Aquabotix factory visit, and hand’s on the HydroView
I believe that this gentleman — Durval Tavares, the founder and president of Aquabotix — earned that grin the hard way. It’s no surprise that getting something as complex as a “remote controlled underwater camera vehicle” with an iPad interface to market would be a challenge, but when I visited the company HQ on Tuesday I was impressed with just how many details and disciplines are in play behind the scenes. I was also impressed with the cheerful, collaborative work environment Tavares and his team have created and I quite enjoyed taking my first HydroView driving lesson in the factory test pool (video example here)…
I first saw (and wrote about) the prototype HydroView at the Newport show in September 2011, then I tested the company’s other (AquaLens) underwater cam last spring, and if it weren’t for hurricane Sandy I would have tried the finally-shipping ROV in Fort Lauderdale. But I’m so glad that a Panbo business trip (good news coming, friends) took me near Aquabotix’s Fall River, Massachusetts, home base…
Aside from an eclectic tool shop — picture drill press to 3D laser printer — the entire Aquabotix staff works in one large space on the first floor of a huge old garment mill overlooking the Taunton River. In fact, in the top photo you can see a bit of the black tape line on the floor that separates the break area and clusters of the administration, engineering, and customer support desks from the product assembly area, as in “Be careful and no food beyond this line, please.” The guys above (Boston Red Sox represented!) are working on yellow AquaLens heads but you can also see a line of orange ROV bodies. The black bits at far left are recently potted drive motors and the yellow to-be-shrunk wraps on the HydroView cables will eventually be connection points for the flotation bobbers that help keep the cable and ROV out of each other’s way…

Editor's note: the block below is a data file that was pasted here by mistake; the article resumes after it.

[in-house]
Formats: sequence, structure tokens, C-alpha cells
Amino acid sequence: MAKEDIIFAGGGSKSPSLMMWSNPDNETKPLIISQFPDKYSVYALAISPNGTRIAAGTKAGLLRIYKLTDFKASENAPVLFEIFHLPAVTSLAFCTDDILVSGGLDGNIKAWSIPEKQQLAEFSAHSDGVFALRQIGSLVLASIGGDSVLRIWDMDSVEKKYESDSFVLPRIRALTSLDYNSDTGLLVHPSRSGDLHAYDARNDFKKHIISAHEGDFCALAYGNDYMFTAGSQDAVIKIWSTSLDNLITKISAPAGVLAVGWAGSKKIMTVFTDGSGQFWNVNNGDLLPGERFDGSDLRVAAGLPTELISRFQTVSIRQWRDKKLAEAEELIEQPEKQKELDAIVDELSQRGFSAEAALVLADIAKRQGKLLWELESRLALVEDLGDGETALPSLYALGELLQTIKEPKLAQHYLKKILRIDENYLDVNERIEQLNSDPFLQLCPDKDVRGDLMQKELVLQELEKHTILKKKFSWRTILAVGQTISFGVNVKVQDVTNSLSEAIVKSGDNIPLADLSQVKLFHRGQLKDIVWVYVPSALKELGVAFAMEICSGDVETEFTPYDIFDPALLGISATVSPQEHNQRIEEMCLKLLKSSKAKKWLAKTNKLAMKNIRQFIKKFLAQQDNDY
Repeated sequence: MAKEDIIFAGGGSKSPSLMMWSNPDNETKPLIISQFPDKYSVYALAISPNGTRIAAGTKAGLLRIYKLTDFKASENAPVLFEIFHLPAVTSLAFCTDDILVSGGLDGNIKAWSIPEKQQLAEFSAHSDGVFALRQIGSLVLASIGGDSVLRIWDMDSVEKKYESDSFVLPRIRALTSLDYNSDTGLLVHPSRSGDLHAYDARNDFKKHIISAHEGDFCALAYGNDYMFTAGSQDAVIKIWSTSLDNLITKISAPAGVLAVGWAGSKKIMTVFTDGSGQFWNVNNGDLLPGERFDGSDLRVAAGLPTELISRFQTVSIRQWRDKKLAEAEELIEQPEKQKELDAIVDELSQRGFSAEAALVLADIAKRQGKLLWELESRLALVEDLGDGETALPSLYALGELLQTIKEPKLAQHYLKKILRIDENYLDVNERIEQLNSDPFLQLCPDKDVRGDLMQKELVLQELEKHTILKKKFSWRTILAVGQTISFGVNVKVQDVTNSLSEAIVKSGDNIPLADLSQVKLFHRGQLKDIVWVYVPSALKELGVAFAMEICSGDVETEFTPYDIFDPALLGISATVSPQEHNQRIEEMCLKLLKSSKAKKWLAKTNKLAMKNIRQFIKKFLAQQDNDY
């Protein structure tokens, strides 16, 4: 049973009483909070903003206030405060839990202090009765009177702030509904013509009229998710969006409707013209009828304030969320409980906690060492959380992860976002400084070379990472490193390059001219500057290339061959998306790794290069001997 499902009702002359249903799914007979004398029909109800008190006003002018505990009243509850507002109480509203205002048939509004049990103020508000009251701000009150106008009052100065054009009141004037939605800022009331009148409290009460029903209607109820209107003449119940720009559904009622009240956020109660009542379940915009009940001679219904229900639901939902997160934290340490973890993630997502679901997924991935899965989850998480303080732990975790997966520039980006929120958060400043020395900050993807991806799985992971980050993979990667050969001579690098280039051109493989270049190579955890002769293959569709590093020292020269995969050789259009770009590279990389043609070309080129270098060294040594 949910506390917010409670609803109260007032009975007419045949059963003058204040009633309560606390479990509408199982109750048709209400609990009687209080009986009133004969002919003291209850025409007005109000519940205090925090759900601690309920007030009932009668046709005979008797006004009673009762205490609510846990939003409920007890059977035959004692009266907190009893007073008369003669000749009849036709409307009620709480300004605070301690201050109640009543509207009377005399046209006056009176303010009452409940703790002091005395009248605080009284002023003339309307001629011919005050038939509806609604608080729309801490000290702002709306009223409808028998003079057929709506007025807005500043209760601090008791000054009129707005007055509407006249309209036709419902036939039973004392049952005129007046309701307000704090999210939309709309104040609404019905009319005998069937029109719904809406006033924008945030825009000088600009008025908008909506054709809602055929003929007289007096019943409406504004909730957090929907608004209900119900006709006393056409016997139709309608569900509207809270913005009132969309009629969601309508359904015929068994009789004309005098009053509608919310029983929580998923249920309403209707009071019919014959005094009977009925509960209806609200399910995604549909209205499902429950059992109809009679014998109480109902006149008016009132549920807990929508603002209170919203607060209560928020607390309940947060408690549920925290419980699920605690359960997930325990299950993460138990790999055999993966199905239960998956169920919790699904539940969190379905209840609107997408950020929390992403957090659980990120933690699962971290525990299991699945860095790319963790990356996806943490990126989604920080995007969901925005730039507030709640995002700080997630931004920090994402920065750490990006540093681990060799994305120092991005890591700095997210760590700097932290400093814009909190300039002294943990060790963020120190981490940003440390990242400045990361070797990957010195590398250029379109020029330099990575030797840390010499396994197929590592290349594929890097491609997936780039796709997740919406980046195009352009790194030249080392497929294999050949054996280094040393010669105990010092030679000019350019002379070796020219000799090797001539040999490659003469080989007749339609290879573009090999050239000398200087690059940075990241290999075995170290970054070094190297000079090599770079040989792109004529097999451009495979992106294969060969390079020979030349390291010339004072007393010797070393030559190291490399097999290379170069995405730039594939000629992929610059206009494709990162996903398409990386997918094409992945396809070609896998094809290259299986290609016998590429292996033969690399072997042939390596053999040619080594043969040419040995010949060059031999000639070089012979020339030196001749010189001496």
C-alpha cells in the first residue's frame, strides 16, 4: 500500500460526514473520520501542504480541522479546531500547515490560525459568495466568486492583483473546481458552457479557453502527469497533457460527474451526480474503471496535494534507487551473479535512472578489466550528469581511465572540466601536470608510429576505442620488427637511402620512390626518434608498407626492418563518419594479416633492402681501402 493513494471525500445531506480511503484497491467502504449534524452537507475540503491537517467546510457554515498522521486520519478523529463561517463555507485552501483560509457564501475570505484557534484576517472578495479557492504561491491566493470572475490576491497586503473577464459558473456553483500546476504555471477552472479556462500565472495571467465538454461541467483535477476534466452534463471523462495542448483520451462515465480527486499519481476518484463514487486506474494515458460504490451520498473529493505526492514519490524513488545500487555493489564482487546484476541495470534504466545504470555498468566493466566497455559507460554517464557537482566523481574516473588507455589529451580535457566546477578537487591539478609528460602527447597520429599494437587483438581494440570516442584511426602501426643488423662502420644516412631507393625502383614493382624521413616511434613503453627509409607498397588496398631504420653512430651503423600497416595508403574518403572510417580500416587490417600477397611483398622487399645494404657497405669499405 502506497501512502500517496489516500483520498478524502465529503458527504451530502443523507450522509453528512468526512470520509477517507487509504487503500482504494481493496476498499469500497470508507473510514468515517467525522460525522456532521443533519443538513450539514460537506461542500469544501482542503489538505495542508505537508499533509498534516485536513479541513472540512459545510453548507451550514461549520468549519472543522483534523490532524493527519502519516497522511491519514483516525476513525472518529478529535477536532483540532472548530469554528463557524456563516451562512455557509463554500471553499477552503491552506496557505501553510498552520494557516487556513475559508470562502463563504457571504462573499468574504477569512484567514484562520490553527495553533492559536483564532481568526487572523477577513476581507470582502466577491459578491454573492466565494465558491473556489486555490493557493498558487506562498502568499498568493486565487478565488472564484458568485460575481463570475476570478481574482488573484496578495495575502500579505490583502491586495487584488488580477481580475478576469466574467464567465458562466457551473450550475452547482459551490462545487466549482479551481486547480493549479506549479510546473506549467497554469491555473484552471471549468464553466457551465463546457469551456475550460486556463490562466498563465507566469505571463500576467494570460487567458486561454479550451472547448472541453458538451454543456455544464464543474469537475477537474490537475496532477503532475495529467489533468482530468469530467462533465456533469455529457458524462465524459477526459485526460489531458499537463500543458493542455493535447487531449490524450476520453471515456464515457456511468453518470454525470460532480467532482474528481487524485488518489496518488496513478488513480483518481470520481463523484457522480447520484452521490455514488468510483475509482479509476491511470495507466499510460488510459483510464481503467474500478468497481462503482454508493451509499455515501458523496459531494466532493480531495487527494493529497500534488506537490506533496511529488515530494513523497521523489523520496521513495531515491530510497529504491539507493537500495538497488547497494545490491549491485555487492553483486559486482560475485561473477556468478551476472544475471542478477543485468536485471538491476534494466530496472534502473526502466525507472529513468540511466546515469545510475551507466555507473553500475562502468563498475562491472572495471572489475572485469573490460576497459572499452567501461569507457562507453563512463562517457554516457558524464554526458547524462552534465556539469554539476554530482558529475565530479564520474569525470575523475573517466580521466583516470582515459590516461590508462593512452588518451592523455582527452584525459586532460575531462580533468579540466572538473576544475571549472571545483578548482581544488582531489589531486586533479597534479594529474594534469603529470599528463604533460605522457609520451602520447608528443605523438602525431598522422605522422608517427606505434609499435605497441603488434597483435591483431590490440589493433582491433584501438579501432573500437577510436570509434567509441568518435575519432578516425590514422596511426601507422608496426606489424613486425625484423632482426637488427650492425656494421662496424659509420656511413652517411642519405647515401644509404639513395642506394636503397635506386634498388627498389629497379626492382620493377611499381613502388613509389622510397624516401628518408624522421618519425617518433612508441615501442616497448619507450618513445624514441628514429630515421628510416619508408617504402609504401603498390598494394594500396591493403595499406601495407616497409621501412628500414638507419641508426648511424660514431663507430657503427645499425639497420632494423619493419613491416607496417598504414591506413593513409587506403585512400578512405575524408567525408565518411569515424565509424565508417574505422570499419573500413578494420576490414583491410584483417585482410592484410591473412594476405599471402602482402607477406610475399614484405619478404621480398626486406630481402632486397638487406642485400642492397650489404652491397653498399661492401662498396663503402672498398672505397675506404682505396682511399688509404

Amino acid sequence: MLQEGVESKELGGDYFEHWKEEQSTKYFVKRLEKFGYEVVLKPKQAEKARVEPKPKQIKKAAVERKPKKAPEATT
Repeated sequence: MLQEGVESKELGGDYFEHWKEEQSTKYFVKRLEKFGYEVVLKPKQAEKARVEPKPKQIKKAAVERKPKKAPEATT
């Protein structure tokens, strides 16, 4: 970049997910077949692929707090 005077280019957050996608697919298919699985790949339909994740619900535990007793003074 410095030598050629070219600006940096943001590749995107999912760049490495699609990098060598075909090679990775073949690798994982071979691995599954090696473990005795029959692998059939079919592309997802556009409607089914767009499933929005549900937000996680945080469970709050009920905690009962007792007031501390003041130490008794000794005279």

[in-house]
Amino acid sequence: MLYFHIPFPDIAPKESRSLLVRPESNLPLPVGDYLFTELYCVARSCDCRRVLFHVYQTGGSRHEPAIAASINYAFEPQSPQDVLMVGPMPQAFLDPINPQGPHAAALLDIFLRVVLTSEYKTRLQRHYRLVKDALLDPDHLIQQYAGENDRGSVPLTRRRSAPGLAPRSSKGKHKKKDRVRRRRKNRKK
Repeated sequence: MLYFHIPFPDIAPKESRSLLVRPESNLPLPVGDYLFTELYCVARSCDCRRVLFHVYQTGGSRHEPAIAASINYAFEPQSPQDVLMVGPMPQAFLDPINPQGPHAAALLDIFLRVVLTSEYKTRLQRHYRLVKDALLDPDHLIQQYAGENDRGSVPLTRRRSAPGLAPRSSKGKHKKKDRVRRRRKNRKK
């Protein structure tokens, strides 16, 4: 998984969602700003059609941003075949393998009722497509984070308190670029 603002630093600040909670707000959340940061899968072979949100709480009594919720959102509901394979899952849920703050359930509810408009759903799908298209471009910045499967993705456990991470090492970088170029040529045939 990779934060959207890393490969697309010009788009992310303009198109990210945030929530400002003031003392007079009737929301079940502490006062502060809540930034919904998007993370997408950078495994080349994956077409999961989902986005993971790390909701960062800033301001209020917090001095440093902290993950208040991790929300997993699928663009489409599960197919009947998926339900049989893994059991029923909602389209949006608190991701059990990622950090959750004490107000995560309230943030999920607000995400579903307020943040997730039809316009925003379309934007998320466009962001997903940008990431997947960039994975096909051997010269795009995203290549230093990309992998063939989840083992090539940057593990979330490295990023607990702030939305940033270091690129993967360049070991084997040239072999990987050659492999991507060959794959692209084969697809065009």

Above is a HydroView getting its final inspection (hence the checklist) and by the time I took the photo I understood some of the changes that evolved since the prototype. You can see, for instance, how the side thrusters are now modular, which makes the molding easier and also facilitates repair and/or replacement. I got a particular kick out of how Aquabotix is using a classic and still rugged 1/4-inch monaural “phono jack” to make the power connection between the ROV’s serious internal circuitry and the (Swiss-built) prop motors. I believe that the jacks also help with alignment and structure, though I remember seeing my stereo-loving dad fooling with the same hardware in the 1950’s…
But my dad, technical though he was, would have a hard time comprehending what’s possible with the HydroView circuit boards above. Heck, there’s a full-on Linux PC in there, and one difference between the two assemblies in that the left-hand one has the optional Orientation Sensor (at top, delivering yaw, pitch, roll and true heading). There are also HydroView depth and water temp sensors already available. Now consider what it means when you have a ROV with many senses and fine motor control connected to an easily updated iPad app (or laptop program). When does an ROV become a robot?
Tavares was circumspect about features that might be added to the HyrdoView Sport or future models, but I think the current situation contributes to his grin and I can also report the following. While we were chatting by the pool and I noticed that the test HydroView within had come to life and reoriented itself with little bursts of prop power, a query to a software engineer in the back of the room came back “yeah, it should be pointed at the refrigerator now”…and it was…
Above is the Hydroview history section you’ll find at the entrance to Aquabotix. The narrow-waisted maroon model on the lowest shelf is the one first shown in 2011 and you can see how that design gained volume as the needed electronics and battery pack became realities. Somewhere along the development line the tail thruster turned ninety degrees too! But now there are scores of Hydroviews out in the field, some on yachts and some in the hands of professionals with a need to look around underwater without jumping in…
Finally, I’m happy to report that unit #134 is on loan to Panbo, as seen on my kitchen table above. Note the standalone design; the batteries in the ROV itself power the topside WiFi box through the 75-foot cable and thus you only need to plug the power brick into the box to recharge the batteries. In fact, I hardly needed even the two-page Quick Start Guide (though there is a thorough manual as well). Plug in the box, turn it on (the ROV reassuringly blinks its LED headlights as it boots up), find the Hydro134 hotspot with your iPad, fire up the app, and you’re ready to fly.
The Hydroview app is much more sophisticated than the prototype, or even the version illustrated on the Aquabotix site, but I’ll detail all that after I test the ROV, hopefully in both the lake and harbor. But I did try getting the vehicle to snap still photos from the kitchen table and thus captured this “endless” view below. The technology makes me grin like Durval Tavares though without having to do all the development work first.
HydroView & AquaLens, say hello to Aquabotix
September 23, 2011
AquaBotix AquaLens, eye’s on
April 19, 2012
Steve Jobs, listen up!
April 3, 2010
Handheld VHF/GPS/DSC, two coming
October 22, 2007